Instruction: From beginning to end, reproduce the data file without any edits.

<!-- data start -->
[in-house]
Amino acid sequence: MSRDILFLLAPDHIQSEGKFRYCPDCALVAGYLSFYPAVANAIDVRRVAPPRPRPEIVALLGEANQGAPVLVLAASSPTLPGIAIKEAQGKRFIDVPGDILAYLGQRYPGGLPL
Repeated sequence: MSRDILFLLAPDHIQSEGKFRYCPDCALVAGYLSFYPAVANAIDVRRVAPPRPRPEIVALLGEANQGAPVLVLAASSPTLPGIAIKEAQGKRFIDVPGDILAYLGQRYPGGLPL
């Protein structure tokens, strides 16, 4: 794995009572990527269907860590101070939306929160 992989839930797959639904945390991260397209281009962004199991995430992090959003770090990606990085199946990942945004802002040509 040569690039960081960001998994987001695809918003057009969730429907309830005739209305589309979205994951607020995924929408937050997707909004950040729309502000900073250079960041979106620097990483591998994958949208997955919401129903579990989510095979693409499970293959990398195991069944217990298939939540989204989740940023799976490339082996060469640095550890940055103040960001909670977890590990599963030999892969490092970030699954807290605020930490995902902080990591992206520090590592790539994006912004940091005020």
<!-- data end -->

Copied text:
[in-house]
Amino acid sequence: MSRDILFLLAPDHIQSEGKFRYCPDCALVAGYLSFYPAVANAIDVRRVAPPRPRPEIVALLGEANQGAPVLVLAASSPTLPGIAIKEAQGKRFIDVPGDILAYLGQRYPGGLPL
Repeated sequence: MSRDILFLLAPDHIQSEGKFRYCPDCALVAGYLSFYPAVANAIDVRRVAPPRPRPEIVALLGEANQGAPVLVLAASSPTLPGIAIKEAQGKRFIDVPGDILAYLGQRYPGGLPL
């Protein structure tokens, strides 16, 4: 794995009572990527269907860590101070939306929160 992989839930797959639904945390991260397209281009962004199991995430992090959003770090990606990085199946990942945004802002040509 040569690039960081960001998994987001695809918003057009969730429907309830005739209305589309979205994951607020995924929408937050997707909004950040729309502000900073250079960041979106620097990483591998994958949208997955919401129903579990989510095979693409499970293959990398195991069944217990298939939540989204989740940023799976490339082996060469640095550890940055103040960001909670977890590990599963030999892969490092970030699954807290605020930490995902902080990591992206520090590592790539994006912004940091005020």